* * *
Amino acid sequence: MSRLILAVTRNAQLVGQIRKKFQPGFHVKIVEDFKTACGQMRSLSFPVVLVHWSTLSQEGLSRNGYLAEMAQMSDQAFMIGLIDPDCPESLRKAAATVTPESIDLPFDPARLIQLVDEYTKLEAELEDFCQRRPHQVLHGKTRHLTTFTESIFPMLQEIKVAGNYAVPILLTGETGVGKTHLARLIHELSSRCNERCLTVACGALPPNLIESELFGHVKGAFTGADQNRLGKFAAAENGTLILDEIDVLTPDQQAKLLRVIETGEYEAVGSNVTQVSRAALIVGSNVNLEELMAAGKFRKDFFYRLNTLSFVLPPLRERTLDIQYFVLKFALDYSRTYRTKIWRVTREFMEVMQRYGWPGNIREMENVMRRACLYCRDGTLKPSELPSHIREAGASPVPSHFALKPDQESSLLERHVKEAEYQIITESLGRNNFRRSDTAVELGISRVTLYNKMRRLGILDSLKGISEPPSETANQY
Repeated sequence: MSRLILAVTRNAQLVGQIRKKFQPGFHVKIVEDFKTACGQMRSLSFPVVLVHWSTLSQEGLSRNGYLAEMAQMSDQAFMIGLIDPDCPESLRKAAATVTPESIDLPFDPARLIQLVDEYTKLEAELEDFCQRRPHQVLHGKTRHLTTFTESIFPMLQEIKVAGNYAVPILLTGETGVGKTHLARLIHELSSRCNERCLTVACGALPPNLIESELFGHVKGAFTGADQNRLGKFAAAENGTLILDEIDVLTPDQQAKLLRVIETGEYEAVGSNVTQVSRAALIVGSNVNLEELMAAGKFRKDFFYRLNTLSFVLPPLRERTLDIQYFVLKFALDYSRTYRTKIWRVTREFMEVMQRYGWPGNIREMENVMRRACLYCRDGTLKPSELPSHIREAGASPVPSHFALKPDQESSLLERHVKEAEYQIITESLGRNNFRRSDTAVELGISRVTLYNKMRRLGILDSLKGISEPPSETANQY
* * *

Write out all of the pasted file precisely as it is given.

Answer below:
Amino acid sequence: MSRLILAVTRNAQLVGQIRKKFQPGFHVKIVEDFKTACGQMRSLSFPVVLVHWSTLSQEGLSRNGYLAEMAQMSDQAFMIGLIDPDCPESLRKAAATVTPESIDLPFDPARLIQLVDEYTKLEAELEDFCQRRPHQVLHGKTRHLTTFTESIFPMLQEIKVAGNYAVPILLTGETGVGKTHLARLIHELSSRCNERCLTVACGALPPNLIESELFGHVKGAFTGADQNRLGKFAAAENGTLILDEIDVLTPDQQAKLLRVIETGEYEAVGSNVTQVSRAALIVGSNVNLEELMAAGKFRKDFFYRLNTLSFVLPPLRERTLDIQYFVLKFALDYSRTYRTKIWRVTREFMEVMQRYGWPGNIREMENVMRRACLYCRDGTLKPSELPSHIREAGASPVPSHFALKPDQESSLLERHVKEAEYQIITESLGRNNFRRSDTAVELGISRVTLYNKMRRLGILDSLKGISEPPSETANQY
Repeated sequence: MSRLILAVTRNAQLVGQIRKKFQPGFHVKIVEDFKTACGQMRSLSFPVVLVHWSTLSQEGLSRNGYLAEMAQMSDQAFMIGLIDPDCPESLRKAAATVTPESIDLPFDPARLIQLVDEYTKLEAELEDFCQRRPHQVLHGKTRHLTTFTESIFPMLQEIKVAGNYAVPILLTGETGVGKTHLARLIHELSSRCNERCLTVACGALPPNLIESELFGHVKGAFTGADQNRLGKFAAAENGTLILDEIDVLTPDQQAKLLRVIETGEYEAVGSNVTQVSRAALIVGSNVNLEELMAAGKFRKDFFYRLNTLSFVLPPLRERTLDIQYFVLKFALDYSRTYRTKIWRVTREFMEVMQRYGWPGNIREMENVMRRACLYCRDGTLKPSELPSHIREAGASPVPSHFALKPDQESSLLERHVKEAEYQIITESLGRNNFRRSDTAVELGISRVTLYNKMRRLGILDSLKGISEPPSETANQY